From playing ICC World Cricket League Division Five in 2008 to making their World Cup debut in 2015, Afghanistan’s rise leaving their gruesome past behind to reach the cricketing firmament has been a fascinating story. After the World Cup in 2015, they gained the Test status in 2017 and a year later, booked a spot in the 10-team 2019 World Cup which was yet another testimony of their elevation.
They have reached certain heights in a very limited time to make themselves a relevant part of international cricket. Now they are striving to stay relevant for which they need to keep playing the top nations on a regular basis, irrespective of the result.
Afghanistan played 63 ODIs between 2015 and 2019 World Cup out of which 50 came against the smaller cricketing nations - Zimbabwe, Ireland, Scotland, Hong Kong and UAE. 48 of those were played in the seemingly similar conditions - the Indian sub-continent and Zimbabwe.
The only time Afghanistan play major Test-playing nations one after the other is in ICC tournaments. In fact, their previous game against South Africa was their first ever encounter against the Proteas, coming a decade after they attained the ODI status.
The lack of fixtures against the top nations and in conditions taking them out of their comfort zone have stifled Afghanistan’s progress to a point. When their bowlers, Rashid Khan and Mujeeb Ur Rahman have gained international recognition featuring in almost every T20 league around the globe, their batsmen have not received the same exposure, with Mohammad Nabi being the only prominent name in T20 circuit.
Consequently, they have been exposed in this World Cup, especially their batsmen who have not been able to cope up with the seaming conditions in England. They have failed to show up as a batting unit in this tournament. Statistically and quite literally, they are the worst batting side on paper this World Cup.
Their run-rate - 4.5, batting average - 16.4 runs per wicket and dismissal-rate - 21.9 are the least amongst the 10 sides. Moreover, they have been bowled out in each of their four games so far, that too inside 40 overs - 38.2 against Australia, 32.4 against Sri Lanka, 32.1 against New Zealand and 34.1 against South Africa.
Their middle-order has been the biggest cause of concern, performing better only than Sri Lanka in terms of batting average. England on the other hand, is miles ahead.
As discussed earlier, the Afghan batsmen have been exposed batting in alien conditions of England. Being bowled out in four games, they have lost 33 wickets to pace, averaging a mere 15.6 runs per wicket.
Rahmat Shah’s missing form has left a big hole in Afghanistan’s middle-order. He has been the country’s most prolific run-scorer since last World Cup - scoring 1,080 runs. Approximately, 53% of those runs have come against the pace bowlers. He started the tournament in a solid fashion scoring 43 against Australia under sunny conditions. But in the last three games, when Afghanistan has batted under cloud cover, he registered scores of 2, 0 and 6 - epitomizing the failure of Afghan batsmen when the pitch has something to offer to the fast bowlers.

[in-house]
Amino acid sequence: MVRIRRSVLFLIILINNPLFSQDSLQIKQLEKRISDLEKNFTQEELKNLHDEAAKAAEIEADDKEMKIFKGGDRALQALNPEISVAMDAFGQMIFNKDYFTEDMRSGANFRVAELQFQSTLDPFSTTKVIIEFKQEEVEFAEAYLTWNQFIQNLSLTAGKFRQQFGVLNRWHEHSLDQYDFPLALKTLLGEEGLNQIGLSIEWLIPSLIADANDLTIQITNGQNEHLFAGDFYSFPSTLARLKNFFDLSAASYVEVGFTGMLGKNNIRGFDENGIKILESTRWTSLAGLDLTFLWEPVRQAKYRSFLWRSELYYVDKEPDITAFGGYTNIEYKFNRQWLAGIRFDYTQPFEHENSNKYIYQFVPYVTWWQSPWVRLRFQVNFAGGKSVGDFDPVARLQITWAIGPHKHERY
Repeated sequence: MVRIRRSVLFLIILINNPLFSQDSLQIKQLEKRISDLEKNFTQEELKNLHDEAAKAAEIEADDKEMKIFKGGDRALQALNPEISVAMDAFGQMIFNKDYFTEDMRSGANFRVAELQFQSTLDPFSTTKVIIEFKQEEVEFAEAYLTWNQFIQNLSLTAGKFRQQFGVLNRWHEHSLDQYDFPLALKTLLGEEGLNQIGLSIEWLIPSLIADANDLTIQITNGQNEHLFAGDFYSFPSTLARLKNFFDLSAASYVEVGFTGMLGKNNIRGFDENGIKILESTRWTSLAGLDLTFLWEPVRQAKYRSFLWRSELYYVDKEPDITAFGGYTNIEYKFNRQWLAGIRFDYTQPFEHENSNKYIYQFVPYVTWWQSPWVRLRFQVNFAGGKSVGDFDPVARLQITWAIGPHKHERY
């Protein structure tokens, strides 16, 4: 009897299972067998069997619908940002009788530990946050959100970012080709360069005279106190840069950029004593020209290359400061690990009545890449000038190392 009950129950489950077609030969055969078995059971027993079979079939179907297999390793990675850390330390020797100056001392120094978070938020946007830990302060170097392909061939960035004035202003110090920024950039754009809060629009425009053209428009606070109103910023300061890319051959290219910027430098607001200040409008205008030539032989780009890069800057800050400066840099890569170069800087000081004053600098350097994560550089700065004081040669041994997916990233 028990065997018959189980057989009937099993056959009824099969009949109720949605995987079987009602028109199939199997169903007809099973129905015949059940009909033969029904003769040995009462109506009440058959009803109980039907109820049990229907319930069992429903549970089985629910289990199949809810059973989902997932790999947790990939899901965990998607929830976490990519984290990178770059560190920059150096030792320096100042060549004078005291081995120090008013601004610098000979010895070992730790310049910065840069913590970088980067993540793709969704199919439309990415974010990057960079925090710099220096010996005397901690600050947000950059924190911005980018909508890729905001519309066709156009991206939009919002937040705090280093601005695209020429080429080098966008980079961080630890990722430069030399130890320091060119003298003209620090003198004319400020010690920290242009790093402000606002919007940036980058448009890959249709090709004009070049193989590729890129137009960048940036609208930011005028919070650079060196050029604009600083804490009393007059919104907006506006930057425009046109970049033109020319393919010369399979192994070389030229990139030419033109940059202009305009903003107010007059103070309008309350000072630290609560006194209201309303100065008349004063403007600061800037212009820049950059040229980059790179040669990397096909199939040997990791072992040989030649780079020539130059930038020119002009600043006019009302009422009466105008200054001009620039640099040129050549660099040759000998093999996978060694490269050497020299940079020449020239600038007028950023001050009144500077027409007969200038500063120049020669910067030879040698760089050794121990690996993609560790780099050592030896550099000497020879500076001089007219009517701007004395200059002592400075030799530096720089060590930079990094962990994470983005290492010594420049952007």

England, who has been relentless leaving no stone unturned in the tournament will aim to feast on Afghanistan’s weakness with a potent fast bowling attack which has picked wickets at an average of 23.1 - the second best amongst all sides.
Meanwhile, the Afghan pacers have hardly left an imprint in this tournament - eight wickets at an average of 48.7. For Afghanistan, it will again be about how their spinners fare on the given day. But the record of the English batsmen against spin doesn’t give them much confidence either as five of their batsmen have averaged in excess of 50 against the spinners since the 2015 World Cup.
Evidently, the vast gap in various facets of the game between the two sides constitutes the contest as the biggest mismatch of the tournament so far, in a World Cup which ICC had purposely cut down to 10 teams to avoid one-sided contests. Talk about irony. But as always, Afghanistan will take the field with the same fighting spirit that they have shown to ascend themselves to new heights.
In a strange move, Afghanistan opted to drop one of their biggest batting stars, Najibullah Zadran (an average of 47.4 since the 2015 World Cup) to fit Asghar Afghan in the side who was dismissed for a duck. After another batting collapse in the previous game, they would want to bring him back but the question is - whom should he replace?
Also, Manchester aided the spinners more than the fast bowlers in the India-Pakistan encounter which may encourage the skipper, Gulbadin Naib to welcome Mujeeb Ur Rahman in the XI again.
Hazratullah Zazai, Noor Ali Zadran, Rahmat Shah, Hashmatullah Shahidi, Mohammad Nabi, Najibullah Zadran, Gulbadin Naib (c), Ikram Alikhil (wk), Rashid Khan, Hamid Hassan/Aftab Alam, Mujeeb Ur Rahman
England suffered a couple of injury blows in their last game. Jason Roy is out for two games but the question mark remains on skipper, Eoin Morgan. Given this is one of the easier games for them, the host nation can replace Morgan with Moeen Ali and hand the leadership duties to Jos Buttler.
James Vince, Jonny Bairstow, Joe Root, Ben Stokes, Jos Buttler (c/wk), Moeen Ali, Chris Woakes, Liam Plunkett, Adil Rashid, Jofra Archer, Mark Wood